Saturday, August 3, 2013

Dixie Diary 8: Confederate Silver

Block 8
Confederate Silver
8" Version

Confederate Silver, a basic patchwork design, recalls the deprivations that started to appear in Louisiana. After a year and a half of war even the basics were hard to come by .

In the fall of 1862 Sarah Morgan left part of her family boarding in the town of Clinton, while she accepted the hospitality of her sister-in-law's family at Linwood Plantation, near Port Hudson on the Mississippi, held by the Confederates. 
Linwood was photographed for the first edition of Sarah's diary.
Albert G. Carter finished building the house in 1848. His daughter Lydia married
Thomas Gibbes Morgan, Jr., Sarah's brother.

The young women were invited to view a dress parade, although the General extending the invitation warned them he could only send a "Confederate carriage," a wagon drawn by a mule.

A mule team and the driver
Drawing by Edwin Forbes
Library of Congress

September 24, 1862, Linwood, East Feliciana Parish

"Now, in present phraseology, 'Confederate' means anything that is rough, unfinished, unfashionable, or poor. You hear of Confederate dresses, which means last year's. Confederate bridle means a rope halter. Confederate silver, a tin cup or spoon. Confederate flour is corn meal….

"And what a sad sight the Fourth Louisiana was, that was then parading! Men that had fought at Shiloh and Baton Rouge were barefooted. Rags was their only uniform for very few possessed a complete suit, and those few wore all varieties of colors and cuts. Hats could be seen of every style and shape from the first ever invented down to the last one purchased evidently sometime since. Yet he who had no shoes looked as happy as he who had, and he who had a cap had something to toss up, that's all."

Linwood is the white square

Block 8
Confederate Silver
Snapshot of Sandi Brothers's 12" version with a 1" frame, set on point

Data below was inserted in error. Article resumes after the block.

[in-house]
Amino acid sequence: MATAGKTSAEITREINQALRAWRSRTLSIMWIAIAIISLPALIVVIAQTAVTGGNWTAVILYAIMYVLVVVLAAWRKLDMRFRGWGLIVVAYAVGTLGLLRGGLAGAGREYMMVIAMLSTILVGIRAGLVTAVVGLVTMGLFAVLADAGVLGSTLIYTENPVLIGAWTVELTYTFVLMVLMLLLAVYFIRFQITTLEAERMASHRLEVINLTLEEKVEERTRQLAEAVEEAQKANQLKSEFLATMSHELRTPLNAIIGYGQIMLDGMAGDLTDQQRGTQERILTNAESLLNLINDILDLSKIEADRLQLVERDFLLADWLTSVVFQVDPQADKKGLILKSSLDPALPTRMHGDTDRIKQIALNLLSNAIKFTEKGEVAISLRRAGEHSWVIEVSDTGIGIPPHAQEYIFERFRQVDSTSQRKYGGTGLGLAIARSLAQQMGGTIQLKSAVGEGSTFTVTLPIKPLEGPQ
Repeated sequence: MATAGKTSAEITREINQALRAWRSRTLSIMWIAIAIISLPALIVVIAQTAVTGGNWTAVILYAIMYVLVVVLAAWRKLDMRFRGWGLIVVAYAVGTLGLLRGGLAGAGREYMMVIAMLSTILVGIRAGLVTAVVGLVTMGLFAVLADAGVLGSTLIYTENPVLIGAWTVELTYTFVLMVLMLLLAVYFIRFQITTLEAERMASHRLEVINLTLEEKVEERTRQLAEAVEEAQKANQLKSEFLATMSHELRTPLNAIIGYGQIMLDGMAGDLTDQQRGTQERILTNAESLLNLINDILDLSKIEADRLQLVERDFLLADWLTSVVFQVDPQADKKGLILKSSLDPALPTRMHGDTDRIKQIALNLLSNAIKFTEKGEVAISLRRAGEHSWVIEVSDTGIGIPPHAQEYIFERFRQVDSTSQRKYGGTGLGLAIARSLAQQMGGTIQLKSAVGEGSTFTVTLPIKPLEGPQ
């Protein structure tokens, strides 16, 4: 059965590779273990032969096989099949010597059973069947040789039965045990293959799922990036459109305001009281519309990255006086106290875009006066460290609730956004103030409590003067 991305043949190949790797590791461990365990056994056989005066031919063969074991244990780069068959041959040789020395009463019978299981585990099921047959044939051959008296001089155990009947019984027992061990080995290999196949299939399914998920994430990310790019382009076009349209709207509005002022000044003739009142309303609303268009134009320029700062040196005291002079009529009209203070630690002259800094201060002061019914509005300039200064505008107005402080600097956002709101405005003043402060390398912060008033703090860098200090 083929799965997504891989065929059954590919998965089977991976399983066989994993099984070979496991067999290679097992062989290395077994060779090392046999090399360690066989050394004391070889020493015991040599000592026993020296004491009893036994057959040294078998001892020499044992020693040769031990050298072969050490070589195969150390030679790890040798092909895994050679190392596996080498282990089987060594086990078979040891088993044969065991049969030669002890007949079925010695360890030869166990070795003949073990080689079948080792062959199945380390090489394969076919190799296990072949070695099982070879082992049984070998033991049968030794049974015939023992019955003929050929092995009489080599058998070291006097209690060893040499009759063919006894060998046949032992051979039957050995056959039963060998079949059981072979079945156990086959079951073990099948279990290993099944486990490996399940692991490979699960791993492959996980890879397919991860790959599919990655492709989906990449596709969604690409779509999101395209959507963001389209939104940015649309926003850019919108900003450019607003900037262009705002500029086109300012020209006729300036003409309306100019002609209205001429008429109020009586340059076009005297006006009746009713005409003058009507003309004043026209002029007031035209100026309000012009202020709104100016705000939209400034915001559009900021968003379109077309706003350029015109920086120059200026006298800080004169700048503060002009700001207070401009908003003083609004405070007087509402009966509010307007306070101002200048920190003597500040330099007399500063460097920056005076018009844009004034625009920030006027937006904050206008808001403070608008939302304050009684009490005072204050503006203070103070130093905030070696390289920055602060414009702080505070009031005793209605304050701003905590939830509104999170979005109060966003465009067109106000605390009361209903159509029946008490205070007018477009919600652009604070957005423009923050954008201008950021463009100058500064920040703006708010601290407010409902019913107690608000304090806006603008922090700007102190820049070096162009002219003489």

The pieced block has a BlockBase number.
BlockBase #2301
But it is so basic that a name hasn't been published.

Cutting 12"
There is only one pattern piece.
Cut 2 squares dark and light 13-1/4"  (13 3-16" if you use the 1/16th" default)
Cut each square into 4 triangles with 2 cuts. You only need two triangles of each shading.

Cutting 8"

Cut 2 squares dark and light 9-1/4"  (9 3-16" if you use the 1/16th" default)
Cut each square into 4 triangles with 2 cuts. You only need two triangles of each shading.

To piece the block think diagonally and join 2 triangles to make a larger triangle.

Optional applique:
Applique a star or a heart after piecing.
Go back to the January 5, 2013 post to see a JPG with the heart and the star.

Northern cartoonists satirized the Confederate solider
in 1862. Despite deprivations they hung on for three more years. 


suzanne said...

Has any historian ever hypothesized scenarios in which the Confederates might have proposed a gradual end to slavery and a sort of truce to save their economy? Was that ever even thought of? I can't help feeling they brought this all upon themselves with their insistence upon maintaining their small,select elite class with all its power and privileges.

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